Tuesday, May 13, 2014

What the US Government is Doing That is Causing Me to Defend Pfizer

By Simon Black

I have to start by telling you that I have absolutely no love for big pharmaceutical companies.

Can't sleep?  Sleep too much? Stressed out? Need energy? Too much energy? Too fat? They've got a pill for all of that.

Forget about living a healthy lifestyle. They've helped turn practically the entirety of western civilization into a bunch of pill-popping drug addicts who focus on treating symptoms rather than addressing the underlying root cause of disease.

All that being said, I am reminded of a quote by Evelyn Beatrice Hall; in her biography of Voltaire, Ms. Hall wrote "I disapprove of what you say, but I will defend to the death your right to say it."

I disapprove of much of the way the big pharma industry operates. But I still think they should be free to
conduct their business.

But as I was flying in to Santiago from Dallas overnight, I read a troubling story in the Financial Times about Pfizer's bid to take over British drug company AstraZeneca.

One of the prime reasons that Pfizer is so interested is because the takeover would afford them the opportunity to redomicile the business in England.

Why do this? Because right now they're paying US corporate tax... which is substantially higher than in the UK.

So by moving the business abroad, the company would save shareholders billions.

Uncle Sam has a big problem with this. And Congress is jumping all over Pfizer to block the deal... even going so far as to propose RETROACTIVE legislation.

In other words, they're willing to go back in time to kill the deal before it even gets started.

(I'm reminded of the first Terminator movie when I think about this approach...)

The FT quotes Oregon Senator Ron Wyden as saying "I don't approach retroactivity in legislation lightly, but corporations must understand that they won't profit from abandoning the US..."

Ummm, actually that's the whole point, Senator. The tax situation is so onerous that people do profit when they leave the US. That's WHY people leave the US. Duh.

But like the drug companies themselves, Congress isn't looking at the root cause. They're treating the symptom.

In this case, the symptom is American businesses heading overseas to escape the highest tax regime in the developed world.

The federal corporate tax rate alone can be as high as 38%, and that's before including state corporate taxes, or personal taxes on the dividend distributions to shareholders.

And that is precisely the underlying cause: everyone is taxed to the hilt so that the government can continue squandering it all and indebting future generations.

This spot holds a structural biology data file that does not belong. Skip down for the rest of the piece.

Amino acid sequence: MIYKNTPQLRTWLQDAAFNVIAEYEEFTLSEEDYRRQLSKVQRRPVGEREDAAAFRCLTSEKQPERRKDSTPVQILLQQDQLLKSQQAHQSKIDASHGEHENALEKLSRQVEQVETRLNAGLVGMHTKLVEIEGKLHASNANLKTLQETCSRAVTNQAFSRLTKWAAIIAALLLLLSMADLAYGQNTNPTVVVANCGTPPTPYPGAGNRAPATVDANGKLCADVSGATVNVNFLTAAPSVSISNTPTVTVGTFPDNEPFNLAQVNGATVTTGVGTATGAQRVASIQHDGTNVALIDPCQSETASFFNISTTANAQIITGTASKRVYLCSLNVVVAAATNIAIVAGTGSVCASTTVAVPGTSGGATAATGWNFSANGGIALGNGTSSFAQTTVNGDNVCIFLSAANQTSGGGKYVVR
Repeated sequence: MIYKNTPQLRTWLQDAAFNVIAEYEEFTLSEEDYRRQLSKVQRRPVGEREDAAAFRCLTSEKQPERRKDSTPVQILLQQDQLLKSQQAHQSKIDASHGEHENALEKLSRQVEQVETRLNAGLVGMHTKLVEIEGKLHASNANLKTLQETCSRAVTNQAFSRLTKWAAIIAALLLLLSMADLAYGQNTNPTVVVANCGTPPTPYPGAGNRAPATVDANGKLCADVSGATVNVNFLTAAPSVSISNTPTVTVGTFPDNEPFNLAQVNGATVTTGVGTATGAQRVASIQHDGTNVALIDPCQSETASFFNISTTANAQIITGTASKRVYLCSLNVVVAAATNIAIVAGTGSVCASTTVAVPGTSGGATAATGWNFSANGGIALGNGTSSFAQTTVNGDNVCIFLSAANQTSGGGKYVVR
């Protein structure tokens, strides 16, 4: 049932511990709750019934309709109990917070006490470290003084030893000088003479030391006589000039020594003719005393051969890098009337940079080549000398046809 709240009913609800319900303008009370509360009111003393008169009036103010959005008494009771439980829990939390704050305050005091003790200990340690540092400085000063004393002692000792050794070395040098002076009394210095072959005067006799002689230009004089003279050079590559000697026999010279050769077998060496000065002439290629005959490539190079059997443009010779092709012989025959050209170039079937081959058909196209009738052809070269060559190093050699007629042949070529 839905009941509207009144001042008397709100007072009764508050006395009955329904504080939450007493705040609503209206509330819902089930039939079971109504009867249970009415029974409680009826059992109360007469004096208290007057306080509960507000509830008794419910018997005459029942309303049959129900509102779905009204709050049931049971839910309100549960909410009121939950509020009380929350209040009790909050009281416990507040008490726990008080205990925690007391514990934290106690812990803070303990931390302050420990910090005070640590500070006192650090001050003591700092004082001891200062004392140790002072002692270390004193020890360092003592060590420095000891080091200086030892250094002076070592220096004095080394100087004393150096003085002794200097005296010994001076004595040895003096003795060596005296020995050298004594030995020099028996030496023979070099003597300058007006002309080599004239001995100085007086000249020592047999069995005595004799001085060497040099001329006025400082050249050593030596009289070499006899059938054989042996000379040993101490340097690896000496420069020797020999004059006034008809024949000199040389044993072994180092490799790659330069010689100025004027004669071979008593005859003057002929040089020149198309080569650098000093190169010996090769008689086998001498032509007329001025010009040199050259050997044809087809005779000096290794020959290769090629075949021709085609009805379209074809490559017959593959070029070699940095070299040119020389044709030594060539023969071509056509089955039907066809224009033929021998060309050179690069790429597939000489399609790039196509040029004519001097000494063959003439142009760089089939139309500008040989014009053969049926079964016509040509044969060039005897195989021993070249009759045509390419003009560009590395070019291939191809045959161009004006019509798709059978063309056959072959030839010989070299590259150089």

Anyone with the means can see the writing on the wall and is opting out of this system.

Bear in mind that what Pfizer is proposing is completely legal. There are no laws that prevent the company from acquiring another firm and moving the headquarters abroad.
None of this seems to matter.

'Cuz hey, why bother making the tax code more competitive and cleaning up the balance sheet when you can just threaten people at gunpoint?

As much as I dislike the industry, preventing Pfizer from leaving is a form of financial slavery. At a minimum, it's a form of financial repression and capital controls.

And this is something that should concern everyone.

Simon Black is Senior Editor  at SovereignMan.com. Follow Sovereign Man on Facebook, Twitter, Google+


  1. While I agree with regards to income taxes, Pfizer, like all the big drug companies is just too connected to the federal government (FDA, etc) for me to defend them. If congress really wanted to hurt them, they could just get rid of their regulatory advantages. But they won't do that, because when it comes to buying influence those in congress and regulatory agencies don't seem to care where a company is based so long as the checks clear or there is a high paying job for them on the other side.

  2. Another example of the failure of "limited government" provided by the Constitution.

    Article I, Section 9 prohibits Congress from passing "ex post facto" laws. The Constitution doesn't limit that to criminal law, it just says "No...ex post facto law shall be passed". That pretty much ended when the Supreme Court came to the conclusion that the clause only applied to criminal law, and even then there are exceptions. So, now we have Congressliars who pass laws to punish companies for doing things that are perfectly legal.

    What a joke.

    1. The federal government is not in the habit of adhering to the constitution, so the prohibition against ex post facto laws is unlikely to matter to in this case.

      Furthermore, the Supreme Court is not to be trusted as the sole and final word on interpreting the constitution. The highly expansive interpretation of the commerce clause and the taxing power (for example) do not prove drug prohibition and Obamacare to be constitutional so much as they demonstrate the near-hopeless illegitmacy of the Supreme Court and perhaps the entire federal government by extension.

      If the Supreme Court ruled that the prohibition against ex post facto laws does not apply to civil law, that would be further proof (in my opinion) of the Supreme Court's illegitimacy.

  3. Meanwhile in Britain, Pfizer's CEO is in front of parliamentary committees to defend the takeover against the politicians who are worried they'll gut AstraZeneca and hire fewer brits. It's all part of the pantomime.

  4. Whole-heartedly agree. Great article Simon.